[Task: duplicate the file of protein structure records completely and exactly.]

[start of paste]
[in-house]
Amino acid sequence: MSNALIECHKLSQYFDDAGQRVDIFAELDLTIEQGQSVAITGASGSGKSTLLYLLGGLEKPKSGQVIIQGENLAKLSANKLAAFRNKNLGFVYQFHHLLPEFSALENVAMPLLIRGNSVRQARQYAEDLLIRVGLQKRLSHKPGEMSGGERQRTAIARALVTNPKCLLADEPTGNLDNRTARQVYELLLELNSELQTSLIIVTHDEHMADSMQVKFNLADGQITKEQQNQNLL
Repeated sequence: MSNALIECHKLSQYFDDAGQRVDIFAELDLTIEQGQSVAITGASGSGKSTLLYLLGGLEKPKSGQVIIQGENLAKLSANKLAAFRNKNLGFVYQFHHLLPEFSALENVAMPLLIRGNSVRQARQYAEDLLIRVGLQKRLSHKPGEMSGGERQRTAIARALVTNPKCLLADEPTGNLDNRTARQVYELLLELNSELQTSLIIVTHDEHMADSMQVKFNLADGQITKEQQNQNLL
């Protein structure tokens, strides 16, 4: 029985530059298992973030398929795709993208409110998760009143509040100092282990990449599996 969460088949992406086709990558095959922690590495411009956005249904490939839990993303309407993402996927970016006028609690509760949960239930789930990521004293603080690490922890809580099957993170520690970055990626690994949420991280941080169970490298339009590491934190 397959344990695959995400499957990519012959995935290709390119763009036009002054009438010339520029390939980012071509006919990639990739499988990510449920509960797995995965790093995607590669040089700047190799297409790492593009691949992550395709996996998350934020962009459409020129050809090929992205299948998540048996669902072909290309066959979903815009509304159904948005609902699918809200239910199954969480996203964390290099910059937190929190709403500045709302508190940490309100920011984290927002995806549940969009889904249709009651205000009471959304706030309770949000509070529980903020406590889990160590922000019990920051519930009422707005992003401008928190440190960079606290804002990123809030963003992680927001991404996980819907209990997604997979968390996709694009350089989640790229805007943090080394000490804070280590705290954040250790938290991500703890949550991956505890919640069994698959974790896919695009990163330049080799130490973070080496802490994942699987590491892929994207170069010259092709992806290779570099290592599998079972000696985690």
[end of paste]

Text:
[in-house]
Amino acid sequence: MSNALIECHKLSQYFDDAGQRVDIFAELDLTIEQGQSVAITGASGSGKSTLLYLLGGLEKPKSGQVIIQGENLAKLSANKLAAFRNKNLGFVYQFHHLLPEFSALENVAMPLLIRGNSVRQARQYAEDLLIRVGLQKRLSHKPGEMSGGERQRTAIARALVTNPKCLLADEPTGNLDNRTARQVYELLLELNSELQTSLIIVTHDEHMADSMQVKFNLADGQITKEQQNQNLL
Repeated sequence: MSNALIECHKLSQYFDDAGQRVDIFAELDLTIEQGQSVAITGASGSGKSTLLYLLGGLEKPKSGQVIIQGENLAKLSANKLAAFRNKNLGFVYQFHHLLPEFSALENVAMPLLIRGNSVRQARQYAEDLLIRVGLQKRLSHKPGEMSGGERQRTAIARALVTNPKCLLADEPTGNLDNRTARQVYELLLELNSELQTSLIIVTHDEHMADSMQVKFNLADGQITKEQQNQNLL
């Protein structure tokens, strides 16, 4: 029985530059298992973030398929795709993208409110998760009143509040100092282990990449599996 969460088949992406086709990558095959922690590495411009956005249904490939839990993303309407993402996927970016006028609690509760949960239930789930990521004293603080690490922890809580099957993170520690970055990626690994949420991280941080169970490298339009590491934190 397959344990695959995400499957990519012959995935290709390119763009036009002054009438010339520029390939980012071509006919990639990739499988990510449920509960797995995965790093995607590669040089700047190799297409790492593009691949992550395709996996998350934020962009459409020129050809090929992205299948998540048996669902072909290309066959979903815009509304159904948005609902699918809200239910199954969480996203964390290099910059937190929190709403500045709302508190940490309100920011984290927002995806549940969009889904249709009651205000009471959304706030309770949000509070529980903020406590889990160590922000019990920051519930009422707005992003401008928190440190960079606290804002990123809030963003992680927001991404996980819907209990997604997979968390996709694009350089989640790229805007943090080394000490804070280590705290954040250790938290991500703890949550991956505890919640069994698959974790896919695009990163330049080799130490973070080496802490994942699987590491892929994207170069010259092709992806290779570099290592599998079972000696985690």